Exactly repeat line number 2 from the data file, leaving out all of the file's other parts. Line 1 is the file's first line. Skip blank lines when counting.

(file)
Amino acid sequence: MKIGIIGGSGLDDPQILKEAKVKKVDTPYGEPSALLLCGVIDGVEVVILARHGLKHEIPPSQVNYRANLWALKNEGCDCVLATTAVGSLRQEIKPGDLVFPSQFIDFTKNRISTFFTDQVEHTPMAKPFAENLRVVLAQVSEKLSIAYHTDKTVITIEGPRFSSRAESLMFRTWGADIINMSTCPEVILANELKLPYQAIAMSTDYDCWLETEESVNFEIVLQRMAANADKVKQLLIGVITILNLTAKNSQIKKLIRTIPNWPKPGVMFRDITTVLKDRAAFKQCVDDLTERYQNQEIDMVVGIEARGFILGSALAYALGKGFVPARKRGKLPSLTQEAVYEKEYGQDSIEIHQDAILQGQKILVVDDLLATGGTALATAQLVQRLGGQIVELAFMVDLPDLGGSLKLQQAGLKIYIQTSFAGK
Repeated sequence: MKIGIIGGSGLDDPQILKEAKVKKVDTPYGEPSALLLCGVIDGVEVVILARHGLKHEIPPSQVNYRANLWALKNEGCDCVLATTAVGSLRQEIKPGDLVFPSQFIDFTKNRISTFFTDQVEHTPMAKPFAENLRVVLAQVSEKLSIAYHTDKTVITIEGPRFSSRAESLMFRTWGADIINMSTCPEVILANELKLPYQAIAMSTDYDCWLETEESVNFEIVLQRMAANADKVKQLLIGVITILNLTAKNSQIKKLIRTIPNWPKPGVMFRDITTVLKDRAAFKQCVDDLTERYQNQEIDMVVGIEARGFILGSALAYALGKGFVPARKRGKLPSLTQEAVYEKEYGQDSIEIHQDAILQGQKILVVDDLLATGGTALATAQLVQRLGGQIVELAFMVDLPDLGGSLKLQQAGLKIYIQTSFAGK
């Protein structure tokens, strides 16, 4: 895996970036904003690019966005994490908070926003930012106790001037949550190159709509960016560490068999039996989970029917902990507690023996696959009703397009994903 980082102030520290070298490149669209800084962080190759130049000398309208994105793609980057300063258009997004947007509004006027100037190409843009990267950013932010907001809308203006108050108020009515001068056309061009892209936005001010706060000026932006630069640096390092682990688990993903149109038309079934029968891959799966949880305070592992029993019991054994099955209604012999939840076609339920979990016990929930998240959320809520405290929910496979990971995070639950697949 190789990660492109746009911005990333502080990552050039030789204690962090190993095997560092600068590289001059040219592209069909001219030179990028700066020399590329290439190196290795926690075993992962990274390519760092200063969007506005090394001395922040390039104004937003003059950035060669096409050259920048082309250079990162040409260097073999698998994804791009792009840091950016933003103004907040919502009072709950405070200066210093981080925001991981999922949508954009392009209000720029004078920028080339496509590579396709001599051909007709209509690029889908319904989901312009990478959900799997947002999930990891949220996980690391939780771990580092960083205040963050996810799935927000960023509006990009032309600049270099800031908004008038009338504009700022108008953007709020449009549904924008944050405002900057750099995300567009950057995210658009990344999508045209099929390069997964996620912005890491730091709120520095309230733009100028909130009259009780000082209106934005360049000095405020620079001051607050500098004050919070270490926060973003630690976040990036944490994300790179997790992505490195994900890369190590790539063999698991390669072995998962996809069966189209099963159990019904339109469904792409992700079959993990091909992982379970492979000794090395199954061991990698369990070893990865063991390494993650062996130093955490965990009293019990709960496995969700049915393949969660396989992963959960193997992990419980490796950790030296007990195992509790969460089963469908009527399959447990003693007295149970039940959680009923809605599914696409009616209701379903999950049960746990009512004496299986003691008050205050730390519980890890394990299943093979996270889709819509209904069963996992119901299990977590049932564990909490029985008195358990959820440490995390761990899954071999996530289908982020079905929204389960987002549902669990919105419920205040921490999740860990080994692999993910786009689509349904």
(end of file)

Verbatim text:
Repeated sequence: MKIGIIGGSGLDDPQILKEAKVKKVDTPYGEPSALLLCGVIDGVEVVILARHGLKHEIPPSQVNYRANLWALKNEGCDCVLATTAVGSLRQEIKPGDLVFPSQFIDFTKNRISTFFTDQVEHTPMAKPFAENLRVVLAQVSEKLSIAYHTDKTVITIEGPRFSSRAESLMFRTWGADIINMSTCPEVILANELKLPYQAIAMSTDYDCWLETEESVNFEIVLQRMAANADKVKQLLIGVITILNLTAKNSQIKKLIRTIPNWPKPGVMFRDITTVLKDRAAFKQCVDDLTERYQNQEIDMVVGIEARGFILGSALAYALGKGFVPARKRGKLPSLTQEAVYEKEYGQDSIEIHQDAILQGQKILVVDDLLATGGTALATAQLVQRLGGQIVELAFMVDLPDLGGSLKLQQAGLKIYIQTSFAGK